Of all the sayings of the desert fathers, the one that is most often repeated, and most bears repeating, is the advice to "remain in your cell, for the cell will teach you all things."

Among all the traditional eremitic practices, the discipline of just staying put, of not rushing here and there to do good, to answer everyone's cry for help, is the hardest to understand -- even for those of us who feel called to solitude. To deliberately cut oneself off from human commerce, to retire away or entirely apart (ana-chorein) from others, not only seems anti-social or even anti-Christian, but even against human nature itself.

No doubt this counter-cultural stance appears even more radical in this age of mobility and repeated calls to activism in the Church, but has it ever been really easier for those who felt the call? Is this not why so many fled to the desert or to hard-to- reach (and hard-to-leave) islands, with some even going so far as to chain themselves to pillars or wall themselves into their cells? Was it because such people were born misanthropes? Or could it be that it is not the archetypical introvert who needs to go to such lengths, but instead the more "normal" extrovert who without such discipline is unable to live the contemplative life?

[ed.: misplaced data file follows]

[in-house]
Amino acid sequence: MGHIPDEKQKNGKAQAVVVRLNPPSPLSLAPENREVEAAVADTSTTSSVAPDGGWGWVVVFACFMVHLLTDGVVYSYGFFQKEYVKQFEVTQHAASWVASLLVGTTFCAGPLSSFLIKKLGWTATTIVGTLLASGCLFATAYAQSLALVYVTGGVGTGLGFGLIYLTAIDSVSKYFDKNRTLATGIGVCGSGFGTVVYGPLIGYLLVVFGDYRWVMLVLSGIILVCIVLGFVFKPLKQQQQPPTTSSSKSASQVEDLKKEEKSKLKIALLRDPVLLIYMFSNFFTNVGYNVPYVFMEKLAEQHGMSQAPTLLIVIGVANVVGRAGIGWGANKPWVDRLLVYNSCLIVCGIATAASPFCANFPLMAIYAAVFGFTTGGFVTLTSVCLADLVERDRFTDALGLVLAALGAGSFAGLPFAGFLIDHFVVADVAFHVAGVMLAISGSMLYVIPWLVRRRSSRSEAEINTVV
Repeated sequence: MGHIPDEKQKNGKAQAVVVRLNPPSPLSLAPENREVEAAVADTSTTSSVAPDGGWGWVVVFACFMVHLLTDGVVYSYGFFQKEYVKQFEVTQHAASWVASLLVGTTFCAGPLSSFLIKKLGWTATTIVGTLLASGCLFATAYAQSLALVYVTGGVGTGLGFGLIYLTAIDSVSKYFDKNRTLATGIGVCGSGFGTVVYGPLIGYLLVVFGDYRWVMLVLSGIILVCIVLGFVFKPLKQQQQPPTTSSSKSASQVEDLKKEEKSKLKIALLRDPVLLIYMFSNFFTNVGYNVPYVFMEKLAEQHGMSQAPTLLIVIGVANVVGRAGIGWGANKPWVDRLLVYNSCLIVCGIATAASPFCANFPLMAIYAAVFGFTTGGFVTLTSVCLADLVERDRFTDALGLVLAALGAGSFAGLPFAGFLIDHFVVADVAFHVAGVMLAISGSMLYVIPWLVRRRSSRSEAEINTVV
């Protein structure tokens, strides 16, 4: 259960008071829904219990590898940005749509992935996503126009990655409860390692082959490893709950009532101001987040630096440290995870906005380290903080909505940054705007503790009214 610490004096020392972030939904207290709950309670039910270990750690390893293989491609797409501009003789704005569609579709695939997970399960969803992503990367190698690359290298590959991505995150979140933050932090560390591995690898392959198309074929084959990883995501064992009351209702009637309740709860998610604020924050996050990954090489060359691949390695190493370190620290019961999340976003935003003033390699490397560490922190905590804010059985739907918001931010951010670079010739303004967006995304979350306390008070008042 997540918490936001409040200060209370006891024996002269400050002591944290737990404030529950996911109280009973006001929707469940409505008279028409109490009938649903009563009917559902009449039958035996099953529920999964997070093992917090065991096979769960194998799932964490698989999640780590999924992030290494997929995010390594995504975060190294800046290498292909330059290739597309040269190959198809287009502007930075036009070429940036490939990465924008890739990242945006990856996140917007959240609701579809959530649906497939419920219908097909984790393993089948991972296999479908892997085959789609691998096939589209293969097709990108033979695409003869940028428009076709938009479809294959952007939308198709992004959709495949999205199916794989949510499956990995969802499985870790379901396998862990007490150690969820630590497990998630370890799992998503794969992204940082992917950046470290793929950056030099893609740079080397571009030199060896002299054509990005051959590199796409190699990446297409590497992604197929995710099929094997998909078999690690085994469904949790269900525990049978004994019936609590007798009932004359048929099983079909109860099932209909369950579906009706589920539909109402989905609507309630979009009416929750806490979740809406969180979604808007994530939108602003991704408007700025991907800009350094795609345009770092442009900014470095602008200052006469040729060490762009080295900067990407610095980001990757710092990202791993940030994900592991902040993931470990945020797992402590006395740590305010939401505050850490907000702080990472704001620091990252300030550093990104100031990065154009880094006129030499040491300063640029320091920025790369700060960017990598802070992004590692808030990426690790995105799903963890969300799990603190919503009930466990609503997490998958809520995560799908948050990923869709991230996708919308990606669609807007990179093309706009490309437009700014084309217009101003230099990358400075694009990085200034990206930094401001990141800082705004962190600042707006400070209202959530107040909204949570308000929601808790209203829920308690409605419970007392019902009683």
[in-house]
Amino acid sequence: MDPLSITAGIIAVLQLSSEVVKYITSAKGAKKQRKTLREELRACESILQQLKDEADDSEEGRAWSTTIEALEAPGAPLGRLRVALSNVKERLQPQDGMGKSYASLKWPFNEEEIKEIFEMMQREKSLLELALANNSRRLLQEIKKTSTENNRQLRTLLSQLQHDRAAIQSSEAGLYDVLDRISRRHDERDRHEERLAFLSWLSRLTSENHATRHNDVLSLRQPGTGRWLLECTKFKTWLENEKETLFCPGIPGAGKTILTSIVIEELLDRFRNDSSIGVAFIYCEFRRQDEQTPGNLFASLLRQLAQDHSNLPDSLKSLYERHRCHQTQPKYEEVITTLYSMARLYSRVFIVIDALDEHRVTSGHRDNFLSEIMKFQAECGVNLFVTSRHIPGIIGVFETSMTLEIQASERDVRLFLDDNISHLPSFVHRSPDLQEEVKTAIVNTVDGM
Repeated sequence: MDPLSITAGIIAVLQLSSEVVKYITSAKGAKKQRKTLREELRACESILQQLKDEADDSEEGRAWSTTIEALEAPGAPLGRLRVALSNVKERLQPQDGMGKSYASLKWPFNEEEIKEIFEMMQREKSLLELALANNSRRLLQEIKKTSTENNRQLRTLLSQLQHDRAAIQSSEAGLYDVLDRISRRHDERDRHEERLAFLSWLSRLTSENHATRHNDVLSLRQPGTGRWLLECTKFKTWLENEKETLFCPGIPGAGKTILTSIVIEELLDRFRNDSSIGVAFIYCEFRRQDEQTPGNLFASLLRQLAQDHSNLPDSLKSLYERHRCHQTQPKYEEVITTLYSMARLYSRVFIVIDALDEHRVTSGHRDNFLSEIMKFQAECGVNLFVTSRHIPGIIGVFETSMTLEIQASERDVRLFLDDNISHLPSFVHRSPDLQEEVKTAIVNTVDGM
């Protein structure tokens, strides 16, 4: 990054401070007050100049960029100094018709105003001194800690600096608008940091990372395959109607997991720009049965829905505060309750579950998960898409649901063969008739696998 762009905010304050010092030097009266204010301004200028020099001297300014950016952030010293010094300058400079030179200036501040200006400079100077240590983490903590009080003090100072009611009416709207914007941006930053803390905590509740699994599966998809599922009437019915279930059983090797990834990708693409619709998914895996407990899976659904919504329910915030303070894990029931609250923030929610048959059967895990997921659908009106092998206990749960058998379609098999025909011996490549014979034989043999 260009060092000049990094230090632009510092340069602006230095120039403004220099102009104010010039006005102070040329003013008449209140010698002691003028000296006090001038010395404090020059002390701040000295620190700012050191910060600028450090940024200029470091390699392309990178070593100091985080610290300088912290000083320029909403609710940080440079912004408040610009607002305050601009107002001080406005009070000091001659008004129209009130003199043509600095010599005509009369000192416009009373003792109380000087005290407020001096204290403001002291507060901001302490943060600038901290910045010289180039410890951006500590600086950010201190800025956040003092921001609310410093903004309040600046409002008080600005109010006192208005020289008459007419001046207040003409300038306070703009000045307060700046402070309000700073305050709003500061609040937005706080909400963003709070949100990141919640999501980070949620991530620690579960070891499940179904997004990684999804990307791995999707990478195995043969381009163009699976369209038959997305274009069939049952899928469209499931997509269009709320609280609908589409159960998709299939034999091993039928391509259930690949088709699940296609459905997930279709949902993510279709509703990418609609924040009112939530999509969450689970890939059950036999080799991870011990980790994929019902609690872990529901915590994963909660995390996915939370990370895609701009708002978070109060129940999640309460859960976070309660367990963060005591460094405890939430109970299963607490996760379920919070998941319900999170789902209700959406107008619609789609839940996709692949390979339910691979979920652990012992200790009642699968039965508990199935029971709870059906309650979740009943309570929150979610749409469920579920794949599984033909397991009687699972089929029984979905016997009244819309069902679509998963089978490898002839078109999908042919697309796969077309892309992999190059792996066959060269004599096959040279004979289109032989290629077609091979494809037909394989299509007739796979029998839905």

If this is so, it is because here we're not simply talking about distractions, the thousand and one little things with which we can always keep our minds occupied, but much more than that. It is to the extent that we crave companionship, and the degree to which we are able to resist it, that our fidelity to the call to solitude first of all manifests itself. Maybe this is why, above all else, at least for some of us -- if I may be forgiven a play on words -- an "anchorite" needs above all, to stay "anchored".

Published in Raven's Bread

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